U-Roy, legendary reggae #toaster, dies aged 78
‘The originator’ of toasting on record helped revolutionise soundsystem culture in Jamaica – and inspire the birth of hip-hop
U Roy ne toastera plus
Le coup d’éclat qui le révèle a lieu en 1969, lorsqu’il inaugure une nouvelle collaboration avec King Tubby, producteur fou de sons et patron du sound system Home Town Hifi. Ce soir là, comme le raconte Sebastien Broquet sur le site le Petit Bulletin, King Tubby a récupéré en douce les masters du label Treasure Isle où il travaille pour en faire les premières dubplates. Et après avoir joué un des morceaux en version originale, il en envoie la version instrumentale, où les voix passent au second plan et libèrent des espaces que le deejay U Roy, avec son style reconnaissable entre tous (et son fameux cri), va remplacer par propres ses textes, toastés en rythme sur le riddim du disque. King Tubby et U Roy associés font un tel malheur, et enregistreront dès 1970 les premiers titres (« Wake the Town », « Wear You to The Ball ») de ce qu’il faut bien appeler un nouveau genre sur Treasure Isle, le label de Duke Reid.
R.I.P. U-Roy, September 21, 1942 – February 17, 2021. Here he is performing “Version Galore” at the Treasure Isle recording studio in Kingston in 1970.
On en profite aussi pour saluer la mémoire de #Tonton_David
Peuples du Monde (1990)
On vous dira haut et fort que le pape est un imposteur
Que Christophe Colomb n’était qu’un menteur
Que le respect des personnes âgées doit être de rigueur
Nous sommes dans la zone rouge, le système nous assomme
Maquillage des bavures policières
Falsification de l’Histoire
On en profite aussi pour saluer la mémoire de Tonton David ?
Emission spéciale sur RFI en hommage à Tonton David
avec une ombre au tableau tout de même :
Sur scène, il regoûte volontiers aux sound systems quand l’occasion se présente, pratique les petites salles, se recycle dans les concerts programmés par les collectivités locales. En 2020, il est aussi à l’affiche du Bal des quenelles de l’humoriste polémiste Dieudonné , condamné à plusieurs reprises pour ses propos antisémites. En parallèle, il travaille sur un nouvel album.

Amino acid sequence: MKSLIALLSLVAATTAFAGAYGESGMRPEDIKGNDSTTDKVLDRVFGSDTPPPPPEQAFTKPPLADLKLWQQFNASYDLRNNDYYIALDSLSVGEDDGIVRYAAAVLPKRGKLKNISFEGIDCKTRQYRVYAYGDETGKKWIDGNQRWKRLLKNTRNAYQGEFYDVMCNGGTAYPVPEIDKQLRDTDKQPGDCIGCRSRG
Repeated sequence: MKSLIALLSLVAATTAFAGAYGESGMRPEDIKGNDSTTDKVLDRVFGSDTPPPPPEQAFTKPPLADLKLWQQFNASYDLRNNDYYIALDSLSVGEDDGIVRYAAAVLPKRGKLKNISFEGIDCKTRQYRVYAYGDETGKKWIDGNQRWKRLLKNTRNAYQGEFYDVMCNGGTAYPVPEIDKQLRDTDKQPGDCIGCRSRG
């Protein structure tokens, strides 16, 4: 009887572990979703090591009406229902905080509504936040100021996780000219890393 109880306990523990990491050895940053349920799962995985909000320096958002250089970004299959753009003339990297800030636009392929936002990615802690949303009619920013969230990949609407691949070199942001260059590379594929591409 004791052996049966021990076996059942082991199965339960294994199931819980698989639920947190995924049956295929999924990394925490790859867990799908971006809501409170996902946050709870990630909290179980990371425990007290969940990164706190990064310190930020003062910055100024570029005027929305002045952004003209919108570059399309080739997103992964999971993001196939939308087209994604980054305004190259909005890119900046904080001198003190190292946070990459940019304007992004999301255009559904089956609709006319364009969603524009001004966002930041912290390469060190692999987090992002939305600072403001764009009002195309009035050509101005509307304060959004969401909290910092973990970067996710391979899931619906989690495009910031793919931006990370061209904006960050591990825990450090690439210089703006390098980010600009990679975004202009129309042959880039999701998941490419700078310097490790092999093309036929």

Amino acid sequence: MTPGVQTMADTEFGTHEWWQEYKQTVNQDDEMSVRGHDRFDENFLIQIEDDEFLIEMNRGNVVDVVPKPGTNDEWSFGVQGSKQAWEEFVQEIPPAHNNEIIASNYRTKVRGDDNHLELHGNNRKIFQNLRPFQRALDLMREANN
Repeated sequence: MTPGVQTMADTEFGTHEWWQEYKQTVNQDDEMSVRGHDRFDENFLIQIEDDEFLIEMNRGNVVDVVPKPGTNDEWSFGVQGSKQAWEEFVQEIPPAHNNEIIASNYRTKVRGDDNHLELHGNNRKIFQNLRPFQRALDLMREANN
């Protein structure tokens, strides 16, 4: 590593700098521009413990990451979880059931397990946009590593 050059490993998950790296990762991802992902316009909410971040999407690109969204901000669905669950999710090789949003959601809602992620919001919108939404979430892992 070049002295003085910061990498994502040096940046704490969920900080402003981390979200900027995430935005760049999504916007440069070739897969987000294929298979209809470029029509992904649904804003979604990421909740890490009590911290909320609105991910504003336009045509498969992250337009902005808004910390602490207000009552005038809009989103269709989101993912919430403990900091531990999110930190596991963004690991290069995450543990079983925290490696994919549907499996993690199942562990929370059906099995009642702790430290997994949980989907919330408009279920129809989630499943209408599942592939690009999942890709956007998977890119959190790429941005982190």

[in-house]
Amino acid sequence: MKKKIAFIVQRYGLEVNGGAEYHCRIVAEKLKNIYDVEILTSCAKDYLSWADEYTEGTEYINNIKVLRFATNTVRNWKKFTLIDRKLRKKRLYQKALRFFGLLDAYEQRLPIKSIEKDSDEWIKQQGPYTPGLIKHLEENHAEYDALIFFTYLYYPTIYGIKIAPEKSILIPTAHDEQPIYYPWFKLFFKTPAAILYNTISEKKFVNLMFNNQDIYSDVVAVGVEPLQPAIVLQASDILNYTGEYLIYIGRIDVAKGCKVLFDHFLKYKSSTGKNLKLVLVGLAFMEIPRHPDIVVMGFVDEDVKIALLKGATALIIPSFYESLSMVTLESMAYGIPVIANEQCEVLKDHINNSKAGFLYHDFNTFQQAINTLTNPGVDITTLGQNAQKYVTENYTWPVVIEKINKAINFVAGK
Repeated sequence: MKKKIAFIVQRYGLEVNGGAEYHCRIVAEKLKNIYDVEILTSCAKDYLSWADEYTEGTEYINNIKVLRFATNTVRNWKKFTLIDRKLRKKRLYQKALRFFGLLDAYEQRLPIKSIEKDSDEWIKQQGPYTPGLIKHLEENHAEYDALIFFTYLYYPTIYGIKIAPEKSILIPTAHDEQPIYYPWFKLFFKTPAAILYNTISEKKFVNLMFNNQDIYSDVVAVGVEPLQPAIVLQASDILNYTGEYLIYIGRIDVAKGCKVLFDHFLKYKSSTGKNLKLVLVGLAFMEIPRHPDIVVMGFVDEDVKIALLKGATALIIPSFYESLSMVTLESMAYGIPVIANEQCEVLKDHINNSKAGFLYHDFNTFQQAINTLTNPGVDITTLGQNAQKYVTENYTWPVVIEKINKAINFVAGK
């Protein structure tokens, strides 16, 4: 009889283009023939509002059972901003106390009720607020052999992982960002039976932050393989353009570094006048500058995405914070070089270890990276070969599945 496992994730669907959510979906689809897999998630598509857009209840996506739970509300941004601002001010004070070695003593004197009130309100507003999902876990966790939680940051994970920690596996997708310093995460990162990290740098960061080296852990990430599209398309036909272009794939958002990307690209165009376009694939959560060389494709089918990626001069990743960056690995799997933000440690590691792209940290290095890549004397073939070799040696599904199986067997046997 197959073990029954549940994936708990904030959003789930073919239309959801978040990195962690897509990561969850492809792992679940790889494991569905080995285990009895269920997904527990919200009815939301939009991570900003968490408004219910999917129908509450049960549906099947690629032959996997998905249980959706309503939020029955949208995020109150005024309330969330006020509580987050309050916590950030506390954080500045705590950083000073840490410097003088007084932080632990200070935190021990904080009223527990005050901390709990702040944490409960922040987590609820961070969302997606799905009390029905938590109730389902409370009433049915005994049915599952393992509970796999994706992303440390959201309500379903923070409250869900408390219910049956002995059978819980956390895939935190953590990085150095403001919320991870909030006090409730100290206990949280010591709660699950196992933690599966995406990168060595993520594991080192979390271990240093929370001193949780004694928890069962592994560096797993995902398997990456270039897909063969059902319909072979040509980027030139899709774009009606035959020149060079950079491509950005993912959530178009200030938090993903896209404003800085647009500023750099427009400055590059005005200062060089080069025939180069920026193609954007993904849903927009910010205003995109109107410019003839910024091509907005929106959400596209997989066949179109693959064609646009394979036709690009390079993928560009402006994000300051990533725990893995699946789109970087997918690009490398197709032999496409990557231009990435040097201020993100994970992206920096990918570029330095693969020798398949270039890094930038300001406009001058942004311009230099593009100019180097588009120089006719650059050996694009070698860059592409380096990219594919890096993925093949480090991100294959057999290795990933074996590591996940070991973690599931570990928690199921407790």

Of the many innovations Jamaican music has offered to the world over the past 50 years, the lyrical art of “toasting” has had perhaps the most profound and long-lasting impact. A stylised, poetical form of chatting and scatting, it was brought to prominence in the early 1970s by the reggae deejay U-Roy, who has died aged 78, and has fed into many musical forms, from hip-hop to grime.
Un titre qui annonce la sortie de l’album posthume « Solid Gold U-Roy » de la légende jamaïcaine entourée d’une myriade d’artistes comme Big Youth et Mick Jones, Ziggy Marley, Shaggy, Jesse Royal, Richie Spice...
Santi White alias #Santigold a déclaré « U-Roy a été un pionnier majeur dans un genre qui m’a tellement influencé. C’était si spécial de pouvoir chanter cette chanson en particulier, l’une de mes préférées depuis que je suis toute petite, et d’entendre sa voix trancher, diriger le rythme, nous attirer tous dans son monde. Il était l’un des plus grands. »
L’album « Solid Gold U-Roy » sort le 16 juillet sur Trojan Jamaica/BMG
“Solid Gold U-Roy” Tracklist :
01. “Trenchtown Rock” (feat. Ziggy Marley)
02. “Man Next Door” (feat. Santigold)
03. “Rule the Nation” (feat. Shaggy)
04. “Tom Drunk” feat. (Tarrus Riley)
05. “Wake the Town”
06. “Stop That Train” (feat. Rygin King)
07. “Natty Rebel” (Natty Rebel) feat. David Hinds
08. “Queen Majesty” (Chalice in the Palace) (feat. Robbie Shakespeare)
09. “Small Axe” (feat. Jesse Royal)
10. “Wear You to the Ball” (feat. Richie Spice)
11. “Every Knee Shall Bow” (Miseducation) (feat. Big Youth and Mick Jones)
12. “Miseducation Every Knee Shall Bow” (Scientist Dub)
#Bob_Marley | la French P rty by meSSieurG | Listen on hearthis.at
Bob Marley et son temps : les plus grandes voix de la soul jamaïcaine
Apparemment c’est partie pour une série sur le reggae pendant tout l’été.
Peut-être que je mettrai tout le monde d’accord en disant que l’aventure de Bob Marley a représenté elle aussi l’espoir irrationnel, le rêve, l’illusion, sans doute, que la musique populaire et certaines de ses voix avaient ce pouvoir mystérieux de nous élever, de nous faire pour ainsi dire jaillir au-dessus de nous-mêmes, d’ouvrir grand les portes de la perception, comme disait Jim Morrison des Doors citant l’écrivain anglais Aldous Huxley, en tout cas de détourner, un temps, notre regard d’un monde trop réel qui nous désespère et de nous donner envie de rejoindre un monde meilleur qui, sans doute, n’est qu’une illusion mais auquel on en peut s’empêcher de croire de toute notre âme.